Please note that exhibition dates are dependent on Ontario's Reopening Steps and are subject to change. 

Born in St. Catharines, Ontario, Edward Burtynsky is one of Canada’s most internationally recognized artists. He is a photographer and filmmaker whose imagery is often compared to historical European landscape painting. His unconventional but quintessentially 21st century views of nature and industry have also been described as “exquisite pictures of ugliness.” 

This exhibition features a selection of photographs Burtynsky gifted to Museum London in 2019. These trace his career from the early 1980s to 2017. The artist’s dramatic, often abstracted, images record ecological changes wrought by humans across the globe. This exhibition tackles themes including the industrial modification of our inhabited landscapes, the devastation caused by environmental exploitation, and the advent of the “Anthropocene”—a geological term for the Earth’s industrial epoch. Burtynsky bears witness to these harsh realities through photographic compositions that, ironically, brim with an almost painterly beauty.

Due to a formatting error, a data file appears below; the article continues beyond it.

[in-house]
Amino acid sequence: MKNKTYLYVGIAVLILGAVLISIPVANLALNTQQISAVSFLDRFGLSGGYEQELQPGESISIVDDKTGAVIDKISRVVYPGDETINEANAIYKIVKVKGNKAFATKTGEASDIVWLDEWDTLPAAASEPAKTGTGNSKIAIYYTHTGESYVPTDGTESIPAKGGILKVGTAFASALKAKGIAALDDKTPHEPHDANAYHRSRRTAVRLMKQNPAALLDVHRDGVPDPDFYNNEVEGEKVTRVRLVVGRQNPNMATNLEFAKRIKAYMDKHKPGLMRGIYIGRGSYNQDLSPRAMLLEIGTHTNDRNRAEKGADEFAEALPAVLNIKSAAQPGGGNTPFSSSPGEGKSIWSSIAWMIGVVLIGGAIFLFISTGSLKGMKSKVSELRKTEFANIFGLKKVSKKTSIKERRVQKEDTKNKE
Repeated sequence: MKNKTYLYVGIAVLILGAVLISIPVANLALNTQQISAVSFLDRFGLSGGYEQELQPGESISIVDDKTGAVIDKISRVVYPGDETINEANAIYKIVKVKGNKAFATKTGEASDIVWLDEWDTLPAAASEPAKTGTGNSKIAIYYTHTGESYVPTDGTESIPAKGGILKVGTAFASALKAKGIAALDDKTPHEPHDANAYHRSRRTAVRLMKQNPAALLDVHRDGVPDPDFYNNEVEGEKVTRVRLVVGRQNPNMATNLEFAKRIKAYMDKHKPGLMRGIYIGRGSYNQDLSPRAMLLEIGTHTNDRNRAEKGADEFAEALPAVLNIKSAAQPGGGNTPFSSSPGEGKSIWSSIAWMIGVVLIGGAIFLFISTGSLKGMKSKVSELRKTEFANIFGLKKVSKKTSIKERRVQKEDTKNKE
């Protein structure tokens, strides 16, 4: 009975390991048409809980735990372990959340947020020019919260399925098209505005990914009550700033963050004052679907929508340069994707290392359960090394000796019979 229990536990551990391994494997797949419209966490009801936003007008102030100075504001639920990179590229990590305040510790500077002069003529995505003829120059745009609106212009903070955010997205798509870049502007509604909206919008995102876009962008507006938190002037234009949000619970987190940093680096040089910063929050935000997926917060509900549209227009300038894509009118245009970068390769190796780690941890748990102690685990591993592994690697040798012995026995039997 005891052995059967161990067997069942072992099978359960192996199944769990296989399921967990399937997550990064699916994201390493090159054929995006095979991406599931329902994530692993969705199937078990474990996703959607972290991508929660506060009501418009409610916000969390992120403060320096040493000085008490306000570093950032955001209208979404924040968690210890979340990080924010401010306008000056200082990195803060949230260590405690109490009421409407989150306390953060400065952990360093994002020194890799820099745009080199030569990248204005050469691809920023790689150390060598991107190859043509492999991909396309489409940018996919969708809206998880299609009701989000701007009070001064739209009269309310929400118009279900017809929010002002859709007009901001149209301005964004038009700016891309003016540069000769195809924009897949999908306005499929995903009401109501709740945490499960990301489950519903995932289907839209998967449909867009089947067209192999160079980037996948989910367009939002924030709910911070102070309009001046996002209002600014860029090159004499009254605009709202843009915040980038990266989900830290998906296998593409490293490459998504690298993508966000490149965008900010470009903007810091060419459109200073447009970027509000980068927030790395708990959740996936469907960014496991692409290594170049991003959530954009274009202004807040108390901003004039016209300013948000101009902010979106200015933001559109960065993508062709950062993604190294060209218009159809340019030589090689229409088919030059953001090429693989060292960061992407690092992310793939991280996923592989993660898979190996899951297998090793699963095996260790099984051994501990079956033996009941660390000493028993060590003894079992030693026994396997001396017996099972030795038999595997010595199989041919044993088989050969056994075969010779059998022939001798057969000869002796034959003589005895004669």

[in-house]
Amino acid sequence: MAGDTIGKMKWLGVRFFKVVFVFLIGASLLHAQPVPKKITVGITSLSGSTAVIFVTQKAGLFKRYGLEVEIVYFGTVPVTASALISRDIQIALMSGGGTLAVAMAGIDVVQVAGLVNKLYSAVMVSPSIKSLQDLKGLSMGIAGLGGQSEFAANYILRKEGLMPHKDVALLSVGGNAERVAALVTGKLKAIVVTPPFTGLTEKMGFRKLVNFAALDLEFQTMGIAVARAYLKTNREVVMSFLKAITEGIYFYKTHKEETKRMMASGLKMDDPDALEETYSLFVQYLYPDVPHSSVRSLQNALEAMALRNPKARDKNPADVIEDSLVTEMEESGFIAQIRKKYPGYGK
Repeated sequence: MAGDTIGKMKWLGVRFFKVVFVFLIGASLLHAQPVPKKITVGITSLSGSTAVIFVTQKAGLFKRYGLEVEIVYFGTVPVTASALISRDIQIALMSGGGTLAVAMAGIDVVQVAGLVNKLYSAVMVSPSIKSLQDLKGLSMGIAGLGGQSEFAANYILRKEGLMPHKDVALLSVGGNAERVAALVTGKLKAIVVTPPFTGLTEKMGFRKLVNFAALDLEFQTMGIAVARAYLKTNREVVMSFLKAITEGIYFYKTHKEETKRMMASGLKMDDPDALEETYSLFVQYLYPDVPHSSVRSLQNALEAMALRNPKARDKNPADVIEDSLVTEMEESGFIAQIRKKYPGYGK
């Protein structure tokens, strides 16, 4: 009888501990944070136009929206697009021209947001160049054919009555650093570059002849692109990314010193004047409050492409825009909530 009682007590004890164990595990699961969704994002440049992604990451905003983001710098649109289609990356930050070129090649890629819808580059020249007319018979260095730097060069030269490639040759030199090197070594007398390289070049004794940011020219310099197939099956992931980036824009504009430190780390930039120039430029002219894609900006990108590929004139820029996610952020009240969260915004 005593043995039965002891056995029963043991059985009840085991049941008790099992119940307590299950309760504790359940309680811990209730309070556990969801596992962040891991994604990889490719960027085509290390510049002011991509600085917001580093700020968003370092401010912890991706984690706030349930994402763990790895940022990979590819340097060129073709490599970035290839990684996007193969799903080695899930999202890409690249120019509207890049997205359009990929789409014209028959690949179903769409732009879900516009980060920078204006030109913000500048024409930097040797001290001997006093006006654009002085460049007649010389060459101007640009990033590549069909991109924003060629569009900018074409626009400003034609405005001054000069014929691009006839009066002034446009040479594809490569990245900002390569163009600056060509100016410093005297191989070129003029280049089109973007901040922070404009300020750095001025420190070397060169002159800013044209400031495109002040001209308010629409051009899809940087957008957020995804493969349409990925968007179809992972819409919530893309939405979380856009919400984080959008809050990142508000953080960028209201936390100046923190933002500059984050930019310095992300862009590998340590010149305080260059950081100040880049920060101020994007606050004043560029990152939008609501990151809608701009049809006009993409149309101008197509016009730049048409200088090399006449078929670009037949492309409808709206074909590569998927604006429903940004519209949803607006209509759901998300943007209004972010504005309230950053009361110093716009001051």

Artistic expression can inspire learning and change. Through his vivid panoramic views, Burtynsky surveys the relentless, global and self-inflicted damage to the planet. What remains is to act now. As the artist notes, “The greatest existential threat is thinking that the next generation will fix the problem.”

Image: Highway #2, Intersection 105 & 110, Los Angeles, California, USA, 2003, digital chromogenic colour print on paper, mounted on archival Stonehenge on dibond, Gift of the artist, Toronto, Ontario, 2019